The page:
The Deutsche Luftfahrt Sammlung [German Aviation Collection] in Berlin has attained a near-mythical status within the field of German aviation history, not least due to the fact that this exceptionally unique and utterly irreplaceable collection of aircraft and aviation artifacts was scattered and/or destroyed during ravages of World War II. Only fragments of the formerly vast collection remain today, most of them stored in Poland. An equally important contributor to the myth is that not only the hardware has largely vanished but that relatively little information about the Deutsche Luftfahrt Sammlung has been published post-war.
While significant efforts have been made in Berlin in recent decades to at long last establish something akin to a successor collection (i.e., the outstanding permanent aviation exhibit of the Deutsches Technikmuseum in Berlin-Kreuzberg) to preserve and display Germany's aviation heritage, the loss of the original Deutsche Luftfahrt Sammlung has irretrievably deprived Germany of some of its most precious and significant exponents of the country's aviation history.
Phoenix aus der Asche [Phoenix Arisen From The Ashes] grants us an at least fleeting look at the abundance of remarkable exhibits once hosted by the Deutsche Luftfahrt Sammlung. Moreover, the book provides an exhaustive history of the institution itself as well as of the site in Berlin where the museum once stood. The authors, Michael Hundertmark (an aviation historian) and Holger Steinle (who would be crucially instrumental in establishing the new aviation exhibit of the Deutsches Technikmuseum) spent years researching the former Deutsche Luftfahrt Sammlung. The resulting book is thus still the definitive (if inevitably vastly incomplete) landmark study on this topic, even 25 years after its publication.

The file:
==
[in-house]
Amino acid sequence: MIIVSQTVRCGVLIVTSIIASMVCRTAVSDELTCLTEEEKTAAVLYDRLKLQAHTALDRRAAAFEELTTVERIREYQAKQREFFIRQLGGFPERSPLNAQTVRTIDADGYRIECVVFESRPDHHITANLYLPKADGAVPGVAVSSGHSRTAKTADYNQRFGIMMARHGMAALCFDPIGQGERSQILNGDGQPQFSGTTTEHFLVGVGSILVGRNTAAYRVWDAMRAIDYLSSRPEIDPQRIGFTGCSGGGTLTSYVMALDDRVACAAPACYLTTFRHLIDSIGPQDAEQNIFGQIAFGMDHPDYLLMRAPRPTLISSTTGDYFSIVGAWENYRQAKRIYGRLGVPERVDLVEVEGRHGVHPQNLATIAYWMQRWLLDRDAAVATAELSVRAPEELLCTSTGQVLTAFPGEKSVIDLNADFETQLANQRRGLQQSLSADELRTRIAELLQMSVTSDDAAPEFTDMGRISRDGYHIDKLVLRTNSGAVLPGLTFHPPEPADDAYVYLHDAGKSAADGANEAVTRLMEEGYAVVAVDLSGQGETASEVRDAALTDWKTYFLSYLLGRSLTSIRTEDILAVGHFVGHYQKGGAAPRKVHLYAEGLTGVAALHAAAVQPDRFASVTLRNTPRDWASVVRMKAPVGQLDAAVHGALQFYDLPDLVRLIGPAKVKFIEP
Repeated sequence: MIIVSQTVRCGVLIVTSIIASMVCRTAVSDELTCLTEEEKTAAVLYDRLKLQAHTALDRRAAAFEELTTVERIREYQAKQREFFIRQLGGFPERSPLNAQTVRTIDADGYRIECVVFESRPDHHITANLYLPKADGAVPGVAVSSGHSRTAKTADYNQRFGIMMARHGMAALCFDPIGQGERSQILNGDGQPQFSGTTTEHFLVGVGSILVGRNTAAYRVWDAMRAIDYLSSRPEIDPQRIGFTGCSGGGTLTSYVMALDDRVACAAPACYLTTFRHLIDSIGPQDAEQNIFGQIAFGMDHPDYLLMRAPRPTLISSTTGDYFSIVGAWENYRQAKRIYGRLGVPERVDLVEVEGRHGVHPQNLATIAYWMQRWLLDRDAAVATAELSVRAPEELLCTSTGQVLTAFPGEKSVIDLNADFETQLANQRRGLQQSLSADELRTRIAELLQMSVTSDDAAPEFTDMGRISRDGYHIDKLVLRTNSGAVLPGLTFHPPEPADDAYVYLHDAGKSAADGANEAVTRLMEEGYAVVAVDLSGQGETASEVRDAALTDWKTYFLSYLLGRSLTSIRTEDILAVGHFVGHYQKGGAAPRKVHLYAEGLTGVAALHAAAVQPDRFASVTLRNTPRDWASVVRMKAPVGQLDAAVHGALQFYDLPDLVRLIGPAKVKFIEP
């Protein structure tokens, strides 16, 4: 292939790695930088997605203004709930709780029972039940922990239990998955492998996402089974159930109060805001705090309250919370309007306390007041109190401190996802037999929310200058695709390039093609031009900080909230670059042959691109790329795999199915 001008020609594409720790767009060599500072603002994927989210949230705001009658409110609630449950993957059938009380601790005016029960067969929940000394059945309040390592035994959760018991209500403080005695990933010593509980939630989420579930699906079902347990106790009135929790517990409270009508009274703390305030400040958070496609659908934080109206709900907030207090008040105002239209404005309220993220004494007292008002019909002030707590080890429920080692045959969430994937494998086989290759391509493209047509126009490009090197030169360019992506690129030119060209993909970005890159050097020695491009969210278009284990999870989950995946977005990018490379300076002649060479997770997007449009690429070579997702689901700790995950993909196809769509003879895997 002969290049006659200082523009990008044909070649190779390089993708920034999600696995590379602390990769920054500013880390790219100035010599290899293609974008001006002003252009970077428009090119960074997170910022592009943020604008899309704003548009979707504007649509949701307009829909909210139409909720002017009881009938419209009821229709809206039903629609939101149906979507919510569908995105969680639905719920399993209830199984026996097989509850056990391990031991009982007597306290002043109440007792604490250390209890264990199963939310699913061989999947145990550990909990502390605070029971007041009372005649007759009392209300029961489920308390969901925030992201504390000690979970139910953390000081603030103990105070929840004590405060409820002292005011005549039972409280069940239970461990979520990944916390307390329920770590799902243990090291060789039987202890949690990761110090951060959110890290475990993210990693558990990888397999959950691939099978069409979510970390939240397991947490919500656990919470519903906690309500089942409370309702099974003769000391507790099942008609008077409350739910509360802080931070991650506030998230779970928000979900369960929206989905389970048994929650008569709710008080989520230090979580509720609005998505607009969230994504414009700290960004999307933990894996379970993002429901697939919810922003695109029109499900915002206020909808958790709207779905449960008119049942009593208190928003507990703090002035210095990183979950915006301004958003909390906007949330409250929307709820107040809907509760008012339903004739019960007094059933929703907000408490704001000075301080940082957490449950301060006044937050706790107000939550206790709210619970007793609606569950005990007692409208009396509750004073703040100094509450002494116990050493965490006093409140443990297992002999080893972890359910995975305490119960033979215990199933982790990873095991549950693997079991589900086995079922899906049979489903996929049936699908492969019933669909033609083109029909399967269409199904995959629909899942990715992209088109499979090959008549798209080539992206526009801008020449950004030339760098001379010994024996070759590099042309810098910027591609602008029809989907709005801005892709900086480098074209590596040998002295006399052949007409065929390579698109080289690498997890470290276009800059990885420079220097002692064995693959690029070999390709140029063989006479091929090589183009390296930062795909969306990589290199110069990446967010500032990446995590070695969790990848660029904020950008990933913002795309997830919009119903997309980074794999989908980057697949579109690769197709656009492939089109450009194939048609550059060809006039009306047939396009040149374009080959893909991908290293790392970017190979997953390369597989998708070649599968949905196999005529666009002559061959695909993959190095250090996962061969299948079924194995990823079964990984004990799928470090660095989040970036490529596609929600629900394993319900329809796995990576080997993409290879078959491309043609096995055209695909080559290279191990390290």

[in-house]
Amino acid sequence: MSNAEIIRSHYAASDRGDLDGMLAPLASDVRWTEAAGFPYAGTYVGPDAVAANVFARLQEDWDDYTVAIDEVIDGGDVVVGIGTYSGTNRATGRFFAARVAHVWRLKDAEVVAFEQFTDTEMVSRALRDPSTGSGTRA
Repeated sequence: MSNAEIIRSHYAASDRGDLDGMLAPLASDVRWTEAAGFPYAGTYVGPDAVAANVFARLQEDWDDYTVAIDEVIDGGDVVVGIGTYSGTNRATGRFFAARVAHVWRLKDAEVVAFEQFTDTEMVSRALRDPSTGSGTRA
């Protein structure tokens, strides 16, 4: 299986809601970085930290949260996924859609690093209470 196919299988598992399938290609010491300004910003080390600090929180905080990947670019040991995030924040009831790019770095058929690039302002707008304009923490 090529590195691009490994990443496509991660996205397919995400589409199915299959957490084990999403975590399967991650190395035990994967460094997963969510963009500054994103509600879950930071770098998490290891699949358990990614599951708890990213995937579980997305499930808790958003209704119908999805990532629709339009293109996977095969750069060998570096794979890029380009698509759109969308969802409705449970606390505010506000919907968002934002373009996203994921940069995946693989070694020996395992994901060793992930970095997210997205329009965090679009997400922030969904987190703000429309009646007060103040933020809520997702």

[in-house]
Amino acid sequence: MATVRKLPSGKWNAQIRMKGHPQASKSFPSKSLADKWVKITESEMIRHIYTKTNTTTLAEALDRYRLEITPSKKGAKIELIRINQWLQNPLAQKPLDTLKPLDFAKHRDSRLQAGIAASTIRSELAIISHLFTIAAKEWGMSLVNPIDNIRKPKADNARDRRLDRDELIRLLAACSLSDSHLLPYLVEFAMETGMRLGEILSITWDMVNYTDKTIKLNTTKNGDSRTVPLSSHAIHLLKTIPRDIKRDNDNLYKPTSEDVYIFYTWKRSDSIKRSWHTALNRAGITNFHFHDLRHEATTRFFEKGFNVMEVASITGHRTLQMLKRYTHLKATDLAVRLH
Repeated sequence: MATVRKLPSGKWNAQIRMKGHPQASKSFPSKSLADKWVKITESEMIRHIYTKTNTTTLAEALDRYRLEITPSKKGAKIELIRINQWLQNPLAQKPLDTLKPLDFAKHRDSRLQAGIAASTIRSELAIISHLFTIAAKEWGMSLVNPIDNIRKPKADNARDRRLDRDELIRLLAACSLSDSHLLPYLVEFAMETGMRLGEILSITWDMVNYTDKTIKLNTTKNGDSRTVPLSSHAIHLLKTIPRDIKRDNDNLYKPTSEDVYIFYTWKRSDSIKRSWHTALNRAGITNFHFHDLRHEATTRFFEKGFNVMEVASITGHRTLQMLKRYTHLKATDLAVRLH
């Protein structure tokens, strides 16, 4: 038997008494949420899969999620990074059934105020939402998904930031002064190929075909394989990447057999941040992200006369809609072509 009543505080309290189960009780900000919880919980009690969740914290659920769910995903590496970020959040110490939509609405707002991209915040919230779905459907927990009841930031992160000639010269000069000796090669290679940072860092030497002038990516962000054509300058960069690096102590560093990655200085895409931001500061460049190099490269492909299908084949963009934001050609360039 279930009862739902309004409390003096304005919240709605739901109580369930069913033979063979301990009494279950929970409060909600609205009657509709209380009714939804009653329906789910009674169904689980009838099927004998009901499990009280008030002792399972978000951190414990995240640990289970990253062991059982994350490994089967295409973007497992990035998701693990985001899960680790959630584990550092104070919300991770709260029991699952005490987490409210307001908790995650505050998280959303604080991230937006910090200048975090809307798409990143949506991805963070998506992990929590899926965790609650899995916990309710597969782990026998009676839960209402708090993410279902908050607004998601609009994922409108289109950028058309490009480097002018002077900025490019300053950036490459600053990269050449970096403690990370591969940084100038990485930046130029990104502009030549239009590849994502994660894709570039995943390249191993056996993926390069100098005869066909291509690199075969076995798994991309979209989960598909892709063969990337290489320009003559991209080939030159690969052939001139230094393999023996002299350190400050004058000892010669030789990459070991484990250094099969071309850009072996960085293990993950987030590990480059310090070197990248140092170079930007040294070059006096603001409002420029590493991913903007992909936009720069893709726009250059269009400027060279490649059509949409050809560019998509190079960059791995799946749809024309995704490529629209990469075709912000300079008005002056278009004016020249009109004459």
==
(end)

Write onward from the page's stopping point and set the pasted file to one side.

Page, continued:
Phoenix aus der Asche begins with a look at the so-called Pulvermühle-site in Berlin's Tiergarten district in the 19th century. The detailed text, along with numerous photos and drawings, depicts the construction of the building that would much later become the main exhibition hall of the Deutsche Luftfahrt Sammlung. Hundertmark and Steinle subsequently describe the establishment of an official German aviation collection as well as the formal opening of the associated new museum on June 20, 1936. The gloomy end of the narrative depicts the destruction of the building and some of its exhibits during the war as well as the scattering of those exhibits that had already been removed from the museum in anticipation of the impending obliteration.
The second half of Phoenix aus der Asche is dedicated to a closer portrayal of some of the noteworthy German and foreign exhibits of the Deutsche Luftfahrt Sammlung, such as Ernst Udet's Curtiss Hawk, Horten Ho II, Levavasseur Antoinette, Heinkel He 5 e, an engine nacelle of the Zeppelin-Staaken R IV, the Messerschmitt Me 209 V1, and many more. The book concludes with an attempt to provide what was probably the most comprehensive - but openly tentative - list of the exhibits at the time of the publication of this book.
Since this book saw the light of the day in 1985, a small number of complementary articles on the Deutsche Luftfahrt Sammlung have been published, such as
- Auf der Spur der Veteranen (Die frühere Deutsche Luftfahrtsammlung Berlin - viele Fragen und noch wenige Antworten), by Marian Krzyzan & Holger Steinle, in Flugzeug 5/1988,
- Wie die Do X ins Museum kam, by Prof. Dr. Dr. Holger Steinle, in Jet & Prop 3/1997,
- Die untergegangene Luftfahrtsammlung (Teil 1), by Heiko Müller, in Klassiker der Luftfahrt 1/2007, and
- Juwelen in Berlin (Teil 2), by Heiko Müller, in Klassiker der Luftfahrt 2/2007.
Phoenix aus der Asche, however, easily remains the definitive work on this fascinating and long-perished German collection of aircraft, in spite of what must be a wealth of additional information that has since been uncovered.
Article updated November 15, 2011.